A transcript of radio messages from the sunken South Korean ferry Sewol has been released, apparently suggesting confusion over the ship's evacuation procedure. It is feared the final death toll could exceed 300.
The transcript released on Sunday, which documented conversation between a crew member and a maritime traffic controller, appeared to show confusion about the emergency procedure aboard the vessel.
The crew member asked repeatedly whether the passengers would be rescued quickly if they abandoned the ship, saying it was "impossible to broadcast" instructions.
He added that crew and passengers were unable to move around the ship freely because the ship had listed so badly.
"The ship rolled over a lot right now. Cannot move. Please come quickly," said the crew member who - upon being asked about the wellbeing of passengers - said it was "impossible to confirm."
"It is impossible to move as the body of the ship is tilted," said the crew member.
Minutes later, a similar exchange occurred, with the traffic center explaining that rescue efforts were underway, but repeatedly calling for the passengers to be at least made to wear life vests.
"The captain should make his own decision and evacuate them," said the traffic center official. "We don't know the situation very well. The captain should make the final decision and decide whether you're going to evacuate passengers or not."
Majority dead or missing
The Sewol - which was traveling from the port of Incheon to the holiday island Jeju - ran into trouble and sank on Wednesday with 476 people on board. Of those, 323 were teenage students from the same high school in the city of Ansan. More than 170 people escaped, with 64 people confirmed dead and about 240 people still missing.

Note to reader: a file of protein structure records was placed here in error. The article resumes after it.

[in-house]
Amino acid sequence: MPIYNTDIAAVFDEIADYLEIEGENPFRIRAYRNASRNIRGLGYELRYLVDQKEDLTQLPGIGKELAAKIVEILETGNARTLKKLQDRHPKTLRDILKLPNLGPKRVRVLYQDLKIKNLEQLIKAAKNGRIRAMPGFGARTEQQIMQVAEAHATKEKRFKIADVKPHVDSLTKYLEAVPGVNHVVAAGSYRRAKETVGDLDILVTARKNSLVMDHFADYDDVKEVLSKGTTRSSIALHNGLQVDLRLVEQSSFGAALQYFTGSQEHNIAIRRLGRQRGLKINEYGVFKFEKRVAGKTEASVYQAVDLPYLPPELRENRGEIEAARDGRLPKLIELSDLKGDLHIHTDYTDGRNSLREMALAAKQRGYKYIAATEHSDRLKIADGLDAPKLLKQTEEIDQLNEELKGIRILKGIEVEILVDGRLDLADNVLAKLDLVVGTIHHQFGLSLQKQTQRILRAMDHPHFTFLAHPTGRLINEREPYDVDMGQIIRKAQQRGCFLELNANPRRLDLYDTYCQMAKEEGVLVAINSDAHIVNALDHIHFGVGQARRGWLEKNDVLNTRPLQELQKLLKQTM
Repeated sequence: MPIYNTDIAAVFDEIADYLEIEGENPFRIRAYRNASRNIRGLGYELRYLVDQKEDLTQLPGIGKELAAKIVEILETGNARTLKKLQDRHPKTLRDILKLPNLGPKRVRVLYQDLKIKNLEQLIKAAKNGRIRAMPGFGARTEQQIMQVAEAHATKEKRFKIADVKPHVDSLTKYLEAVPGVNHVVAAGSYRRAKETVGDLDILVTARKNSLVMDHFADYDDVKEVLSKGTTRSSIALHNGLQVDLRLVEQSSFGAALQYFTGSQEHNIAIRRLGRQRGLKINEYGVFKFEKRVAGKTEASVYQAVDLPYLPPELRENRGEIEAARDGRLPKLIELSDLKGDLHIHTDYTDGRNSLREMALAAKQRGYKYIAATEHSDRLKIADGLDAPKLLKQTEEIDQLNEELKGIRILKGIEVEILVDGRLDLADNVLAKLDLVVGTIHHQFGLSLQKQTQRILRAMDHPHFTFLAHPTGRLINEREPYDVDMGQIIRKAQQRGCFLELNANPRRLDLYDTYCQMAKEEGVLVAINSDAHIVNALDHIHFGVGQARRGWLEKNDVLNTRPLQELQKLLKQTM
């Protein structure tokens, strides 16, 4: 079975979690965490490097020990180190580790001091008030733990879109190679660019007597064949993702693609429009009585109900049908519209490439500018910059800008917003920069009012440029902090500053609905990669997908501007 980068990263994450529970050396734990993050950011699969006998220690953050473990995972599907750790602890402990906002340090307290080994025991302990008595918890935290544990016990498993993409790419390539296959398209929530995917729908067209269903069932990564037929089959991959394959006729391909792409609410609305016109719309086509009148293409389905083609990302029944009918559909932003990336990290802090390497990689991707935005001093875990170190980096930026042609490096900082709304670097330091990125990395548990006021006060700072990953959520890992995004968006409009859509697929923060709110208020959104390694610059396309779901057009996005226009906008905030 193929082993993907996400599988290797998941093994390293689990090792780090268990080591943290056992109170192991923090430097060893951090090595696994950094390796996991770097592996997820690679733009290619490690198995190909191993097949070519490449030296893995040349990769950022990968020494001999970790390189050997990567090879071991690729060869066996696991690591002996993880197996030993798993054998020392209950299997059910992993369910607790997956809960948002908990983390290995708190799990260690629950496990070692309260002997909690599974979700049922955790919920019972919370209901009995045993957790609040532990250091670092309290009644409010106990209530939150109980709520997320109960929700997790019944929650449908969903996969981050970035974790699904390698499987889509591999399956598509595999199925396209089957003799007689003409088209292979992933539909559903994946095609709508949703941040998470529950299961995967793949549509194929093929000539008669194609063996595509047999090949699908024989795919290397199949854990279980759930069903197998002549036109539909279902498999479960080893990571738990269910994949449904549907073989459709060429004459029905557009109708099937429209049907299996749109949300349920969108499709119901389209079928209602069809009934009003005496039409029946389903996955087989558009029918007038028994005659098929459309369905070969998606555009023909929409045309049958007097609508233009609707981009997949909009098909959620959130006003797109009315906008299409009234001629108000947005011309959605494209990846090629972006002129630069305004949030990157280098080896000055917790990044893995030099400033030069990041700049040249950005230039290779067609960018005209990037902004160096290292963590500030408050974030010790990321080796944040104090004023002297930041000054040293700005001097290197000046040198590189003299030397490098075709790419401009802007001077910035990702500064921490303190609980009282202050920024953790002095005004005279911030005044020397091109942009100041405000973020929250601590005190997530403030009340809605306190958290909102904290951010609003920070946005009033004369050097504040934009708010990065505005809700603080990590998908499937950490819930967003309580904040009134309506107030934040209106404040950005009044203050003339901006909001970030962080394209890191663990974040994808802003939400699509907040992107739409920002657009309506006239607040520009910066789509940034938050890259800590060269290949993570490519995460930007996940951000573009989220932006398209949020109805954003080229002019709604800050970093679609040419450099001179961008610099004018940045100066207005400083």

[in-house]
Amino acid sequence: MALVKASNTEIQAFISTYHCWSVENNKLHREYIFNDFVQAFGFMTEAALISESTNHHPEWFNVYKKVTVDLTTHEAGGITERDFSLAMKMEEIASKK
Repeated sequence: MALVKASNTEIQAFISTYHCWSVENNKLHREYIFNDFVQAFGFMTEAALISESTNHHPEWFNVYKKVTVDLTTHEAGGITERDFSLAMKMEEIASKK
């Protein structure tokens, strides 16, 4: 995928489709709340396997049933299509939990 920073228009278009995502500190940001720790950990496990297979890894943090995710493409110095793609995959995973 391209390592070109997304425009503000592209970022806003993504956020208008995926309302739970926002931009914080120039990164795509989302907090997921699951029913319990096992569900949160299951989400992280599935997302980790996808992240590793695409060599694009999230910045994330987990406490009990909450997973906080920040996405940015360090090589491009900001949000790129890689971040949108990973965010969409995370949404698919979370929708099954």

South Korean prosecutors investigating the disaster said on Sunday they wanted to extend the detention of the captain, who was arrested on Saturday and who was said not to have been at the helm when the ship hit problems. Two other crew members were also being detained.
Meanwhile, rescue and recovery efforts continued after divers gained access to inside of the wreck. More than a dozen bodies were found, extinguishing hope for some families who had clung to the hope relatives may have been alive inside.
Some 400 kilometers to the north in the capital, Seoul, relatives on Sunday staged a protest march to the residence of South Korean President Park Geun-hye, calling for more action to be taken. In the evening, dozens of relatives gathered at a port on the island of Jindo - near to where the vessel sunk - yelling threats and jostling with Fisheries Minister Lee Ju-young.
Park said on Monday that the behavior of the captain and crew had been "tantamount to murder."
"Not only my heart, but the hearts of all South Koreans have been broken and filled with shock and anger," said Park.
rc/mr (AP, AFP, Reuters)